Wednesday, April 6, 2011

good grief

As it is, I rejoice, not because you were grieved, but because you were grieved into repenting. For you felt a godly grief, so that you suffered no loss through us.
2 Corinthians 7:9

Often the design God has for us is that feeling bad is a good thing. It is the right response. It produces something we really need at the time. Such was the case with the Corinthian church. Upon reception of Paul's first letter, the church was upset and hurt and grieving. It was not over the attitude of Paul or because unkindness was shown them. It was because of recognition of their own sin. This was a grief over sin that led to repentance from sin. In the specifics of the Corinthian church, it meant that they began to confront the immorality they had been tolerating in their midst (see 1 Corinthians 5:1-5 for the details). They had become a divisive, bickering, immoral bunch. And after careful and loving confrontation, they recognized their wrongness and turned back to Christ. There they found forgiveness. Their grieve over their sins led them to a good place again.

One of the consequences of living in a "feel good" culture today is that it short circuits the beautiful work of repentance. It works against this kind of godly sorrow. We medicate, adjudicate, pay for therapy, or just plain ignore any difficult feelings that emerge from our sinful choices, attitudes, or actions. Having trouble sleeping, tossing and turning over the pain in your relationships? Take Ambien. That's better... Are those relationships getting strained? Just end them. A Facebook "defriending" is just a mouse click away... we are not far from doing that in real life. Worried about your mountain of debt? Go buy the latest and greatest on credit... retail therapy will pull you back. Consumed with an anxiety over the out of control issues in your life? At $150 an hour, your therapist will listen to you... or there is always Oprah's book of the month.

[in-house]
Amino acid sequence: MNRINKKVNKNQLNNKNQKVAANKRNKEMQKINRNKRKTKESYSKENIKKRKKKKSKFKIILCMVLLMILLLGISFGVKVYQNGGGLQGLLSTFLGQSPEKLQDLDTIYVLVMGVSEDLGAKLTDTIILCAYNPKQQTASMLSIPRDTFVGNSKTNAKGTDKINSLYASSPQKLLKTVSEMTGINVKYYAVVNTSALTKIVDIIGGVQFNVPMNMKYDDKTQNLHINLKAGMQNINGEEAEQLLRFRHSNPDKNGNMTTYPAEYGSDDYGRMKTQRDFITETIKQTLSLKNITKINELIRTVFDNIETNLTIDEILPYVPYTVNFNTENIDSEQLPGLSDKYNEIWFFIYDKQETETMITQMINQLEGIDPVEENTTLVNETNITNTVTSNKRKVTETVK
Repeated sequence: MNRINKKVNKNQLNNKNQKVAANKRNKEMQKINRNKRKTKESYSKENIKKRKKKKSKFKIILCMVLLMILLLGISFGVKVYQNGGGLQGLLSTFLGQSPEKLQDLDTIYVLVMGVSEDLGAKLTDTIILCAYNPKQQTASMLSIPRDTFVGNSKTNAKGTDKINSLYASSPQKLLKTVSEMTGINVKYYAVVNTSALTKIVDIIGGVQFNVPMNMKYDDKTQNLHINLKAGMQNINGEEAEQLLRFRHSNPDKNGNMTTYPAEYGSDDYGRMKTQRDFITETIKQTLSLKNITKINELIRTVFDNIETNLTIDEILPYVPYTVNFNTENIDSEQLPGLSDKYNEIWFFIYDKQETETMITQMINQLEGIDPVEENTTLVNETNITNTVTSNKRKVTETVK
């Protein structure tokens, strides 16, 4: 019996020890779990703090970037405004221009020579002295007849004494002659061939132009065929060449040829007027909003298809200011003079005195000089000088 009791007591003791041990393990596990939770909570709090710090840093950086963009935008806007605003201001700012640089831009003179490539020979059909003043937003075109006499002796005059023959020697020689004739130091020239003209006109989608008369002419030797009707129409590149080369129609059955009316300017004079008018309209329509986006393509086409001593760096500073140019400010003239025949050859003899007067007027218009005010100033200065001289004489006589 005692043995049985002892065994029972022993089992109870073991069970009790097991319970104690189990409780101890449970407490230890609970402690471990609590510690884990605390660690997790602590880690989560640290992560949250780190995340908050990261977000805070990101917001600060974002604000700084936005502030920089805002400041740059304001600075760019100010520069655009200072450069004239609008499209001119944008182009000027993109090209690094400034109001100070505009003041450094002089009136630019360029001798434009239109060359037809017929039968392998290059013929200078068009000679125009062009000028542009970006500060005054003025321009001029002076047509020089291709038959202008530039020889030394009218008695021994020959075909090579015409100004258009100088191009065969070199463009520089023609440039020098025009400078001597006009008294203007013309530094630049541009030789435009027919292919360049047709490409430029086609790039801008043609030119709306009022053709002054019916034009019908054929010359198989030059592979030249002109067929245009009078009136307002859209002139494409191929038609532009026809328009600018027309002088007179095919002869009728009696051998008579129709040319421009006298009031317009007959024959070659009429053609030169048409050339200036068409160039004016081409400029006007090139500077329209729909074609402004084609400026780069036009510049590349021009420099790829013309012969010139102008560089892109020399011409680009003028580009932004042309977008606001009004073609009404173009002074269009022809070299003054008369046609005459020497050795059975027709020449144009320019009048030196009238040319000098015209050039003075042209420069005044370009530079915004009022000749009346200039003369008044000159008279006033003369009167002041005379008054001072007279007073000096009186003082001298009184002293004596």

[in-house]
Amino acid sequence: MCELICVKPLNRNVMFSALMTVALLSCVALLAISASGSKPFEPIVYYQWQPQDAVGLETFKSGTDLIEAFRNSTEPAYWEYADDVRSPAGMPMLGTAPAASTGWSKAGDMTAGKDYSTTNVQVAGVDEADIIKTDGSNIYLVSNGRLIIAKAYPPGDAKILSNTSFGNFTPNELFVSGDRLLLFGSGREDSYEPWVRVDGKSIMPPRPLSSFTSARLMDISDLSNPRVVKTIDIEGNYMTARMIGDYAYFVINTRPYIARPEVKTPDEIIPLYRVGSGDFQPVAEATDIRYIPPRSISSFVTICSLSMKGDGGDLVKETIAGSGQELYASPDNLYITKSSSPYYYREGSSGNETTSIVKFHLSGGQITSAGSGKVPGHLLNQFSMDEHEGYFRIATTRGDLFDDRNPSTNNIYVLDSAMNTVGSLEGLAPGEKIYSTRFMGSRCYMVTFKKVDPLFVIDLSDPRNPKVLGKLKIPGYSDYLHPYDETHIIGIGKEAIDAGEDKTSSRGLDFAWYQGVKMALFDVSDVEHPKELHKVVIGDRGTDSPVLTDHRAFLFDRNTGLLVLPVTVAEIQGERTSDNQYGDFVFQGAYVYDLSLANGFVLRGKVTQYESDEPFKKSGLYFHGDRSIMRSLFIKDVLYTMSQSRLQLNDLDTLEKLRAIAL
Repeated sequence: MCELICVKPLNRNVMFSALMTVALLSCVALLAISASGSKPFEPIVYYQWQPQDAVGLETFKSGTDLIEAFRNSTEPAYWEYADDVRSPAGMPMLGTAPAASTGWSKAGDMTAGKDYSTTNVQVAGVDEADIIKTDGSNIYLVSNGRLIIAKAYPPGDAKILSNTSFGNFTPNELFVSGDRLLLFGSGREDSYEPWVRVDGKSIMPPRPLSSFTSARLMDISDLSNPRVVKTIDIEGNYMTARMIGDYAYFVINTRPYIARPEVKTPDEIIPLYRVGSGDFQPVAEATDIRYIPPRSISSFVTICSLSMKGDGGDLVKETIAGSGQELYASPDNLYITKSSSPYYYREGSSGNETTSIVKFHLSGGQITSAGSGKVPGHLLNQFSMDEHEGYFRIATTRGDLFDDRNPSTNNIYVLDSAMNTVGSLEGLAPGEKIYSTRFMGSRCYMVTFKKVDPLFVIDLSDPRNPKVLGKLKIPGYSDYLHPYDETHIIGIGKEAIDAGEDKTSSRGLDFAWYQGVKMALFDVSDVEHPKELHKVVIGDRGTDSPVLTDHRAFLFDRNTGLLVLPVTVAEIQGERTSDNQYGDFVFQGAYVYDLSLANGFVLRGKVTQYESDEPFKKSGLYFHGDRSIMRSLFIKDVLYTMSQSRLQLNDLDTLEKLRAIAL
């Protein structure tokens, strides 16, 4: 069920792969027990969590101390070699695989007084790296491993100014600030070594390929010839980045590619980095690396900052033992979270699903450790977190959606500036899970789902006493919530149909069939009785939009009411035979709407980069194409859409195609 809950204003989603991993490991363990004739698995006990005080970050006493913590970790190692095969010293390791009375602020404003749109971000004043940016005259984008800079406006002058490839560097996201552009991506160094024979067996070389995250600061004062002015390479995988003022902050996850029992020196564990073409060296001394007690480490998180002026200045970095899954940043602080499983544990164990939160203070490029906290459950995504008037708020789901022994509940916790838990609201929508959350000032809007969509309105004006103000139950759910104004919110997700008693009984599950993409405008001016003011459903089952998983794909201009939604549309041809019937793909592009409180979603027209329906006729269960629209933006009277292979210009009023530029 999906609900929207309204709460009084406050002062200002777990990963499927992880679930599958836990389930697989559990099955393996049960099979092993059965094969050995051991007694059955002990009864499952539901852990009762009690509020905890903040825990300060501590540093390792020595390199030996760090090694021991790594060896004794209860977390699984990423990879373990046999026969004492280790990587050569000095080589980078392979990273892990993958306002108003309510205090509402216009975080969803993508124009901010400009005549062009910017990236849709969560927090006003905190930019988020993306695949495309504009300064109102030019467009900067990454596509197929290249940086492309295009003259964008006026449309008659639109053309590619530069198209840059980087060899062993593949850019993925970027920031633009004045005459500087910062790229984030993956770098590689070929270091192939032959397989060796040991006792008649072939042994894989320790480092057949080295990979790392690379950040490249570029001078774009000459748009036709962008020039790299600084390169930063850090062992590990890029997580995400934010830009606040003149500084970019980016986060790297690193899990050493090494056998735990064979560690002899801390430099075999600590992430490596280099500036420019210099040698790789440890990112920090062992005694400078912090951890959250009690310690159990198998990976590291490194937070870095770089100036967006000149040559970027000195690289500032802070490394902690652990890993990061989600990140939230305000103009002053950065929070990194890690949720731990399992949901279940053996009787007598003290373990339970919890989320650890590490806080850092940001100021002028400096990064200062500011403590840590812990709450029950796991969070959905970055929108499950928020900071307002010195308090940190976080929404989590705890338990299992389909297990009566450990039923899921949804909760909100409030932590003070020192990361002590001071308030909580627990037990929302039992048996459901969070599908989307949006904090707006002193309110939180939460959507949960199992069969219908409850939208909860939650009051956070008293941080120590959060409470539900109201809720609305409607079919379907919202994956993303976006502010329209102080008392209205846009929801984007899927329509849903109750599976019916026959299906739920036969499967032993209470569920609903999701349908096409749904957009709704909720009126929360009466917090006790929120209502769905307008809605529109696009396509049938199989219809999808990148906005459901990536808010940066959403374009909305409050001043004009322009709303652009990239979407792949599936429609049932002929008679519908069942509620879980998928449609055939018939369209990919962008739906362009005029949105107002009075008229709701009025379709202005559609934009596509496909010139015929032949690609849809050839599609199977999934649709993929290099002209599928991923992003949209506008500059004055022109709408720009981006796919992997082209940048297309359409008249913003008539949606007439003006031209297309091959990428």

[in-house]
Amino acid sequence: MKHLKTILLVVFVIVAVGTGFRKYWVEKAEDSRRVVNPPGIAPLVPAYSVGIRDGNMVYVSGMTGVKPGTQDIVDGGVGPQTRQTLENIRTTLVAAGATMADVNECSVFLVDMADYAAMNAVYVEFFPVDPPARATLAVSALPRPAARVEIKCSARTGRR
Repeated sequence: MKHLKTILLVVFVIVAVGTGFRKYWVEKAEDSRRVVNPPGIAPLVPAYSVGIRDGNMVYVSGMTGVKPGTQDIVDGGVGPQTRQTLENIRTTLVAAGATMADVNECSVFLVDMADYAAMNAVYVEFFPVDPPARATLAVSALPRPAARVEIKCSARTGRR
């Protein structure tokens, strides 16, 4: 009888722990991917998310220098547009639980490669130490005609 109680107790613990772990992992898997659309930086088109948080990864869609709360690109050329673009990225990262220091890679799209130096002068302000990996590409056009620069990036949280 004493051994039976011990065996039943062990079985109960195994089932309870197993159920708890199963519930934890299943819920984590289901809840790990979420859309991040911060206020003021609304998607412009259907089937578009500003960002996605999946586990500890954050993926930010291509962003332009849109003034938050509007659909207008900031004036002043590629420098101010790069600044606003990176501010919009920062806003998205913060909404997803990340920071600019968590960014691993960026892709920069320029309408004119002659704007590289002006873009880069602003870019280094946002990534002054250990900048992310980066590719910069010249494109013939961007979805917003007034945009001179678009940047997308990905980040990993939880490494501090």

We seldom look at these issues as necessary consequences meant to bring us back. We treat the turmoil in our hearts as the problem. We medicate the symptom rather than get at the root problem. And in so doing, we are missing out on the process God designed to help us change and grow. We should feel where we are hurting and let the Word of God and the Holy Spirit of God probe into our hearts to determine why that pain is so strong. God calls us to get to the heart of the matter, the root of our wrongs, and there to repent and turn to what He shows us is the right way.

Godly sorrow can be good thing because it can get us to the heart of our real issues. And we can emerge from the other side of just such a struggle as a better person, a more Christ-like example, and an example that God can use to help others who need to do the same thing. That is what happened to the Corinthian church. Their repentance serves as a vivid model for what I need to always be ready to do in my own heart when the sorrow and pains of life get my attention.

- Prepare your minds for action.
1 Peter 1:13

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